*After my last post it was brought to my attention that training and racing with power is a comprehensive topic. While some athletes have a good understanding and grasp of what power is, the majority lack a clear understand of the fundamentals and principals of how to train and race with power. I plan on doing several posts beginning with the basic principals before moving to more advanced topics. Power 101 here we go..... *

** What is power?
**The Inside Working of a Power Tap HubPower is defined as the rate at which work is performed per unit of time.

**Power = Work/Time**Work is the result of taking an object and moving it a particular distance with a defined force.

**Work = Force X Distance**If you substitute this into the first equation the result is

**Power = Force X Distance / Time**Distance divided by time can be expressed as Velocity (or speed). Therefore the equation for power can also be expressed as:

**Power = Force X Velocity**

**
How is power expressed on a bicycle?
**When a cyclist is rotating the pedals of a bike,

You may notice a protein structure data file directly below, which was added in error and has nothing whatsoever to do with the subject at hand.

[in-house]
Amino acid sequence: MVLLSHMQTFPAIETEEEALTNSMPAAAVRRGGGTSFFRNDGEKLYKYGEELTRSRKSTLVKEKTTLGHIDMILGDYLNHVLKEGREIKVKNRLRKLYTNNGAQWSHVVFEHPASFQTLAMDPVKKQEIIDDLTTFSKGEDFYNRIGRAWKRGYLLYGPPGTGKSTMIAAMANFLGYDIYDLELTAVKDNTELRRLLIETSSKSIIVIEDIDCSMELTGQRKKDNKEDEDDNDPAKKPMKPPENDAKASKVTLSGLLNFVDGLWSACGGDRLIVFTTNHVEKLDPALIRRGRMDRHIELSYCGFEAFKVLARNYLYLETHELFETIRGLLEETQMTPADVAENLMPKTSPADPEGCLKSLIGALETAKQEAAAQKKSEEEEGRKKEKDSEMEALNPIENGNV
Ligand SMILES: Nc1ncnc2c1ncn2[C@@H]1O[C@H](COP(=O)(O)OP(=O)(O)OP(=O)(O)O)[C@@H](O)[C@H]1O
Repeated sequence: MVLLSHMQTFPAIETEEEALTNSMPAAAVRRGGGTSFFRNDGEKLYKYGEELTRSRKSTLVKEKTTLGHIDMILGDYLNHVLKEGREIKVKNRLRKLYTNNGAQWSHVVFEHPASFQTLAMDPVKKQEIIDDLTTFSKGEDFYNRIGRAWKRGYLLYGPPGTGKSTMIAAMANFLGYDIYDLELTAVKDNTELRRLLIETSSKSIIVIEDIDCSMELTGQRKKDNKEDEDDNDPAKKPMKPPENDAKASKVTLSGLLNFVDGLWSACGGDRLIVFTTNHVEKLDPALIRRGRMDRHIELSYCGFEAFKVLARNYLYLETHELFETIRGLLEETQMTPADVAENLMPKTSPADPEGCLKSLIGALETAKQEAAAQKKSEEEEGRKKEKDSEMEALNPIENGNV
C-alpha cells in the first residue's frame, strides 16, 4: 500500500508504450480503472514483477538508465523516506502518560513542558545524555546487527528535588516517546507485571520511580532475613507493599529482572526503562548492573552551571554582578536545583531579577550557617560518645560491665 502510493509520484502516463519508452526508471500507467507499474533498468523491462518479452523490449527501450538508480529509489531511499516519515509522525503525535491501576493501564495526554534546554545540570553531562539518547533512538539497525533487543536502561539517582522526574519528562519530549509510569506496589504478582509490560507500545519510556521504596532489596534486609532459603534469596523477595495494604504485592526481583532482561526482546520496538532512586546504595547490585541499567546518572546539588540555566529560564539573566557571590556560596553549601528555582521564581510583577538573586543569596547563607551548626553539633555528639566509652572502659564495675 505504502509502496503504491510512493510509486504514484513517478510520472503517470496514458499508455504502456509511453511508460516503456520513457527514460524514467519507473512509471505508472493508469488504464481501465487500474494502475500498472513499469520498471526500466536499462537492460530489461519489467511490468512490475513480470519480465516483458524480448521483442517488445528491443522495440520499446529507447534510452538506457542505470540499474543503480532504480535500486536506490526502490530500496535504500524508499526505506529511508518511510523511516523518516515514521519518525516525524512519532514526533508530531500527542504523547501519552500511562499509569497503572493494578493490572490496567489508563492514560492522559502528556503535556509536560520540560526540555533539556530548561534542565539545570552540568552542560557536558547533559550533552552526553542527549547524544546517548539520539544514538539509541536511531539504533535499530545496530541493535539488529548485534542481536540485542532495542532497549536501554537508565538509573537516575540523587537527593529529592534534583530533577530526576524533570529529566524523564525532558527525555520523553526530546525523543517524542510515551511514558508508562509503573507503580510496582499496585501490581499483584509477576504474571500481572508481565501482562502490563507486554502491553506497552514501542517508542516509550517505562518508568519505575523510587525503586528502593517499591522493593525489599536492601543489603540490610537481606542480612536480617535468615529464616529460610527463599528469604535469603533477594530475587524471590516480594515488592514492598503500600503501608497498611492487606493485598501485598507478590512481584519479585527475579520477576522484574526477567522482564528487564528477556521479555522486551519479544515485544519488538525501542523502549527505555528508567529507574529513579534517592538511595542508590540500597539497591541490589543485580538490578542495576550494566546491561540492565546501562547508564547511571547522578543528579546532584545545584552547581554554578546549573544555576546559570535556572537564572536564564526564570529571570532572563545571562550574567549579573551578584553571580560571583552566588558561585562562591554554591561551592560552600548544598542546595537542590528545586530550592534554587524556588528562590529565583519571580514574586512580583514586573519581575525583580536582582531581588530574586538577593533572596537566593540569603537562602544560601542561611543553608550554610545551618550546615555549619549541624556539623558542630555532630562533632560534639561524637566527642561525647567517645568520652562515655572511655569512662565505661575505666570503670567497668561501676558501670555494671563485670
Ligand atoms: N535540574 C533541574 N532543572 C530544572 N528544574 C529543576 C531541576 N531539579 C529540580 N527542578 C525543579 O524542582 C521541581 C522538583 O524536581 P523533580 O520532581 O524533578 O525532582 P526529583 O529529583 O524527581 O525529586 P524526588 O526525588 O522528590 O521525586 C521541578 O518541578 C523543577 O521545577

**Force**is one component of the

**Torque**(a form of Work) the rider applies to the cranks and the cyclists cadence (

**RPM**’s) is measured per unit time. Therefore:

**If a cyclist wants to produce more power they must either push the pedals harder or pedal faster.**

**How is power expressed as energy?
**Power is directly related to energy expenditure and is typically expressed in

**Watts**.

**1 Watt = 1 joule of energy per second**(a joule being a measure of work). In cycling you will often hear reference to the number of watts a given athlete was able to produce over a give period of time (average watts).

**How do Power Meters Work?
**Hub and crank based power meters are currently the most common, however there are two companies that will be introducing pedal based power meters sometime this year. All of these systems use mechanical devices called strain gauges. A strain gauge is fastened to an object and when it is deformed the electrical resistance changes. This change in resistance is measured and converted to

**Torque**and

**Cadence**allowing a cycling computer to accurately measure

**Power**.

**Written by Kyle Visin**

Santa Barbara Triathlon Club Co-President

USAT Level 1 Coach

Certified CycleOps Power Coach

Co-Founder of KillerTri

A duplicate post is also available at www.killertri.com